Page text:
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0601 Notes on Marco Polo : vol.1
Notes on Marco Polo : vol.1 / Page 601 (Color Image)

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doi: 10.20676/00000246
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it is true that the quotation reproduced in the Ta-Ch'ing i-t'ung chih only gives T'ung-ch'êng, and it is also only T'ung-ch'êng which is mentioned by thej Ch'üan-nan tsa-chih of the Ming period (cf. Ssû-k'u..., 77, 20 b-21 a), as quoted s. v. « T'ung-ch'êng » in the modern dictionaries Tz'ü yuan and Chung-kuo ku-chin ti-ming to tz'û-tien. But DOUGLAS already spoke of Tz'û-t'ung-ch'êng, and the Chung-kuo ku-chin ti-ming to tz'û-tien, pp. 431 and 713, gives Tz'û-t'ung-ch'êng as an alternative equivalent for T'ung-ch'êng. I can add that the term Tz'û-t'ung-ch'êng actually goes back to Sung times. In the Yü-ti chi-shêng, completed in 1221, Tz'û-t'ung-ch'êng is the catchword to introduce a poem which speaks only of Tz'û-t'ung (130, 9a); and another poem, of the second quarter of the 12th cent., speaks of the author's occasional appointment at Tz'û-t'ung-ch'êng (ibid. 130, 16 b). Moreover, similar names are known elsewhere. A cursory glance at the geographical dictionary suffices to reveal a Tz'u-t'ung Barrier (kuan) in Yün-nan, a district (hsien) of T'ung-ch'êng in An-hui, and a garrison (chen) of T'ungch'êng in Shan-tung.

But even then, two questions still remain : (a) Is this name of Tz'û-t'ung[-ch'êng] likely to have been adopted by foreigners as a name of the city? (b) Is « Zâitûn » a regular transcription of Tz'û-t'ung?

The first point is not easy to decide. Ch'üan-chou, as an official name, existed first from ca. 585 to 606, and regularly since 623, but until 711 it was the name of our Fu-chou, and only in that year was the name transferred from Fu-chou to the modern Ch'üan-chou ( Yüan-ho chünhsien t'u-chih, 29, 12 a, 15 a). No mention of tz'û-t'ung seems to occur in connection with a town in any T'ang work; but the tradition was firmly established in Sung times. The quotation given in the Ta-Ch'ing i-t'ung chih, 328, 5, and partly translated by KLAPROTH is taken from the if :. )i tk Fang-yü shêng-lan, a geography in 70 ch., completed in 1239 (Ssû k'u..., 68, 10 a-11 a). It reads as follows : « As to the walls (ch'êng) of the chou, Liu Ts'ung-hsiao built them up with double planks; on either side he planted tz'û-t'ung which went all round; it was called the T'ung-ch'êng. If they (i. e. the trees) first gave forth leaves, and afterwards flowers, in that year the five cereals would grow in abundance. If not, the contrary would be the case. That is why these [tz'û-t'ung] were called jui-t'ung (' auspicious t'ung') ». Liu Ts'ung-hsiao died in 962 (cf. Yü-ti chi-shêng, 130, 3 a); his city wall was built in 943-958 (cf. ECKE and DEMIEVILLE, The Twin Pagodas of Zayton, 24). The tz'û-t'ung of Ch'üan-chou must have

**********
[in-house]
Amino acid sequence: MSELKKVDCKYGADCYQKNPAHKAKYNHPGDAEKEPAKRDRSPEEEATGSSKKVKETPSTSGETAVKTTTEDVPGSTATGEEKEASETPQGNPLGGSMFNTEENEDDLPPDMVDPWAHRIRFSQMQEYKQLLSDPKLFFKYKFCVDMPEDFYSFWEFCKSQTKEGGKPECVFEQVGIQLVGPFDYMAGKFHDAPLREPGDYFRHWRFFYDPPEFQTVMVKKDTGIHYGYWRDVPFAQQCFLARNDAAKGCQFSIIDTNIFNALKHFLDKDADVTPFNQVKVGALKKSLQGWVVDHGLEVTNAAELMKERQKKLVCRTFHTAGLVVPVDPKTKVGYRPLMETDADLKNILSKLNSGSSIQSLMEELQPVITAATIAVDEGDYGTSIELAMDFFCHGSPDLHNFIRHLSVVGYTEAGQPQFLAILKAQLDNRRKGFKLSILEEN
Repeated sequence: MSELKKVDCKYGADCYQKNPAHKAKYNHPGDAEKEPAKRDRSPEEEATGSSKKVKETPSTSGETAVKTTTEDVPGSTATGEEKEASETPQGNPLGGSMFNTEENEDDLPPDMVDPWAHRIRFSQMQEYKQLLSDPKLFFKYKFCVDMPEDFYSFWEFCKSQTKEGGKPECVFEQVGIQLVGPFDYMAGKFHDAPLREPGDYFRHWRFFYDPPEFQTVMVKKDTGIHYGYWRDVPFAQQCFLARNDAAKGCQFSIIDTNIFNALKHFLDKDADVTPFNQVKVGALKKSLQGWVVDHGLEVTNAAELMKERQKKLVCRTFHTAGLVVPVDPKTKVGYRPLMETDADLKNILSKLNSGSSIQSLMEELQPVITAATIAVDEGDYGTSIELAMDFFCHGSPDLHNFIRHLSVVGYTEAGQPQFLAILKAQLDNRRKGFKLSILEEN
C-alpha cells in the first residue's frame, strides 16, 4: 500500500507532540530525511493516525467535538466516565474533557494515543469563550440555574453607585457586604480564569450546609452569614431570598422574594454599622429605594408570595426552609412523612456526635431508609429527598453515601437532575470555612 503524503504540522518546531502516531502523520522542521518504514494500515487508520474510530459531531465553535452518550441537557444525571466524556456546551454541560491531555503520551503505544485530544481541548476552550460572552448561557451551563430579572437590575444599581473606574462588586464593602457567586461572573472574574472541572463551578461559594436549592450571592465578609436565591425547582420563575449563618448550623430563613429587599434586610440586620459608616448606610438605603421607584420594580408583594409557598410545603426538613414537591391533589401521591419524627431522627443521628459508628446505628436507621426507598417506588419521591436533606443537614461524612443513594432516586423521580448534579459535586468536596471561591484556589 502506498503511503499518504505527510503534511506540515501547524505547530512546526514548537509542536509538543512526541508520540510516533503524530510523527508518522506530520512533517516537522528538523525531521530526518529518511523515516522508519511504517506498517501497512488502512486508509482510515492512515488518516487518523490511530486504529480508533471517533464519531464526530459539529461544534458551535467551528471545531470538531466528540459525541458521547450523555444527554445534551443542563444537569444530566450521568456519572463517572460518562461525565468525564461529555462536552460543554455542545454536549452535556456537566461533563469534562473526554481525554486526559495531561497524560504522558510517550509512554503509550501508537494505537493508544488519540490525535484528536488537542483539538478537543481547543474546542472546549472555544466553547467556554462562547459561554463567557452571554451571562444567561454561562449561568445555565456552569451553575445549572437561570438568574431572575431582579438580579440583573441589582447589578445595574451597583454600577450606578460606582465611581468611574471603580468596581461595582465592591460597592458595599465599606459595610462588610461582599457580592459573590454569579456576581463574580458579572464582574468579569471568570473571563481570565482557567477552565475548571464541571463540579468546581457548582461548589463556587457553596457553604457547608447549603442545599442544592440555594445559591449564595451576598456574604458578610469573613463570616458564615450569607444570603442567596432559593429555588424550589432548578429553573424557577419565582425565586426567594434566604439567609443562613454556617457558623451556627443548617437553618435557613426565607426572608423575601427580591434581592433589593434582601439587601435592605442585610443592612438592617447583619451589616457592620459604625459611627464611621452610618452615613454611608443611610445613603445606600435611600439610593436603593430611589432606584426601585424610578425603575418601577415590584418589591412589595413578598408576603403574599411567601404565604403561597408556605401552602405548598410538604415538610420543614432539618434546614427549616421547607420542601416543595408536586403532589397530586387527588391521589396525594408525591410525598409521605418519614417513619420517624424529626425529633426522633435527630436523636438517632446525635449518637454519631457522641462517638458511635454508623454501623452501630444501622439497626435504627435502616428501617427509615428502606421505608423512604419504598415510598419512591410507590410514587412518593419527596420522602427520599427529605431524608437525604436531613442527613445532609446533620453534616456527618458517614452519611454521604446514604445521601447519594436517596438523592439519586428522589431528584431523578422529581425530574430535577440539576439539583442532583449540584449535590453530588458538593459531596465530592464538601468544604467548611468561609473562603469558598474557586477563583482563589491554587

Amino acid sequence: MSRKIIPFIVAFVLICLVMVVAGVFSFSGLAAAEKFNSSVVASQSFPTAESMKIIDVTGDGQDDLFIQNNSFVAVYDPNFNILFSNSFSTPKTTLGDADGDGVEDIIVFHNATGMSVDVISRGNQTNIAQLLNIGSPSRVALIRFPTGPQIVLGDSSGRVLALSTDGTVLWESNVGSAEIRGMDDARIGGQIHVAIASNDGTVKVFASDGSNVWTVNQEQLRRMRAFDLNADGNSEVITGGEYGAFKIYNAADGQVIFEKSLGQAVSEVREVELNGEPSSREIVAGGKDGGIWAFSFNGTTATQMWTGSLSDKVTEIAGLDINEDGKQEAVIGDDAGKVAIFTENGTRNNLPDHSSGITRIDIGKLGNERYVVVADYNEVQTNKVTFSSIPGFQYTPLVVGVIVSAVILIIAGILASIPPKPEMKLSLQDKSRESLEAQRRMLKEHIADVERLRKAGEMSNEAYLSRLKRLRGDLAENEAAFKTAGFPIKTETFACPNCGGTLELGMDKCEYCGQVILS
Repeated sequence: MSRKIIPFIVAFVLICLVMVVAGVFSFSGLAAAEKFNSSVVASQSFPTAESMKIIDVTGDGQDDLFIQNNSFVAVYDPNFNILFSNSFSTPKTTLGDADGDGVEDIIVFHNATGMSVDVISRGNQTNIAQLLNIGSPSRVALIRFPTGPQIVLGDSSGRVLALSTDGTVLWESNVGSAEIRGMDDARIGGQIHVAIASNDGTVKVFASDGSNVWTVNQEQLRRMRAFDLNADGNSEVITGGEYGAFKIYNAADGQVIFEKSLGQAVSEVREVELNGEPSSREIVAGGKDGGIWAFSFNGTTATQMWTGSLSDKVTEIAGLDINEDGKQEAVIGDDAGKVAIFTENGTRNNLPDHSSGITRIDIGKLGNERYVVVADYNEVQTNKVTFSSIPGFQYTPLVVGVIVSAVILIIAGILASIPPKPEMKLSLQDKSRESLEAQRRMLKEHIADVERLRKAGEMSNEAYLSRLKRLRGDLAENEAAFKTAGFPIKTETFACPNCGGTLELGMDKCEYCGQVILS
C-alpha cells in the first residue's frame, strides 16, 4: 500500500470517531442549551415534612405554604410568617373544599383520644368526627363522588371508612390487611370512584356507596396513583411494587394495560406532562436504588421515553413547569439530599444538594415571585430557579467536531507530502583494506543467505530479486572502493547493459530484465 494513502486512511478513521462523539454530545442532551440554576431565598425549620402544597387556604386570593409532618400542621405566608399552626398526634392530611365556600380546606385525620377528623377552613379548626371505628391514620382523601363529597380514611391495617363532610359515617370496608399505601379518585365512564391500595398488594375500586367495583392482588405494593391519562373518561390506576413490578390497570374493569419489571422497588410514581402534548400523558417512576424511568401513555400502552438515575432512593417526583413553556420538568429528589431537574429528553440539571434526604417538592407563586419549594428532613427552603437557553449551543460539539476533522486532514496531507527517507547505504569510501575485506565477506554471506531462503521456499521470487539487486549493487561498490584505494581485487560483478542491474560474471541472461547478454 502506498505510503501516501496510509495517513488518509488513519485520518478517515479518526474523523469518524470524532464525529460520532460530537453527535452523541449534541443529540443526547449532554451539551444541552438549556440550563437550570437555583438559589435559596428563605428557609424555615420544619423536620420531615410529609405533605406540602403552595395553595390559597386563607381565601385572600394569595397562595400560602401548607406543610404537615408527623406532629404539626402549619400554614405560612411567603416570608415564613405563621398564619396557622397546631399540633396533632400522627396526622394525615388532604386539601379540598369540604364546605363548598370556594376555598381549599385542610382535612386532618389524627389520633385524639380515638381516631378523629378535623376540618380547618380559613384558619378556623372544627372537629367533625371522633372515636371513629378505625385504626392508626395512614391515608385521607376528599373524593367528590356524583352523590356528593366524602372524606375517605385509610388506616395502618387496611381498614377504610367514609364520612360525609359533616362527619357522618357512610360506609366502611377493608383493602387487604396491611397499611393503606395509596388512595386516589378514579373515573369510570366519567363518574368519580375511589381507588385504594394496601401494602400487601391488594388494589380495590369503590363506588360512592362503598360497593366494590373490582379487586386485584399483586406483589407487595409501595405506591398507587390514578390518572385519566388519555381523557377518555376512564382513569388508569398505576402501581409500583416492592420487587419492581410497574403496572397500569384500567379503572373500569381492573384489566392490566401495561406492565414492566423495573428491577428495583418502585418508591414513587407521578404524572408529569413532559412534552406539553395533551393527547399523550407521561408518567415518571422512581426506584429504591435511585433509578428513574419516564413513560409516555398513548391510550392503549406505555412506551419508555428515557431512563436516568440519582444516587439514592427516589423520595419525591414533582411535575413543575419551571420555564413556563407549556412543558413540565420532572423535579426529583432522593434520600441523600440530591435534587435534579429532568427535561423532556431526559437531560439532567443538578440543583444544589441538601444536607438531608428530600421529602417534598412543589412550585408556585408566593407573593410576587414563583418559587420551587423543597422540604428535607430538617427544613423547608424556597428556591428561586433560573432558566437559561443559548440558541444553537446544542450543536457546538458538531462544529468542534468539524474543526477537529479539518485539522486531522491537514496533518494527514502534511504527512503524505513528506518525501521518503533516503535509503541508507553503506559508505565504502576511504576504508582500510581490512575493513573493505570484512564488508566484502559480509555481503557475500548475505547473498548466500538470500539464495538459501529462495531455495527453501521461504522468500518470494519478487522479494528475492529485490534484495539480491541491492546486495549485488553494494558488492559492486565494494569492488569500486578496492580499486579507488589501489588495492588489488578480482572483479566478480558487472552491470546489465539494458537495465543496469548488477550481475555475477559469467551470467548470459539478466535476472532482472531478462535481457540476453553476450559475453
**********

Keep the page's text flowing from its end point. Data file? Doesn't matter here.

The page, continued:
been famous, since the lexicographical work l Ift   Êrh-ya i, completed in 1270 (cf. Ssû-
k'u..., 40, 18 a-19 b), has the following sentence (quoted in P'ei-wên yün fu, s. v. tz'û-t'ung) : « The tz'ti-t'ung grows at Ch'üan-chou; when flowers come first and leaves afterwards, the five cereals ripen » (this saying must be corrupt; it is the opposite of the one which has been quoted above from the Fang-yü shêng-lan, and which occurs, in almost the same words, in a poem of c. A. D. 900 quoted in Yü-ti chi-shêng, 130, 16 b; cf. also TP, 1911, 679). The Yu-ti chi-shêng (130, 16 b) mentions the circuit of tz'û-t'ung and the name of T'ung-ch'êng, but not the part played by Liu Ts'ung-hsiao nor the jui-t'ung epithet. Moreover, these are not the only names which have been borne by the walls of Ch'üan-chou. The Ta-Ch'ing i-t'ung chih quotes the « ancient gazetteer » as saying that, under the Five Dynasties, the walls of the city were called

« Gourd walls » (   Hu-lu-ch'êng), because the walls were not square; and that after they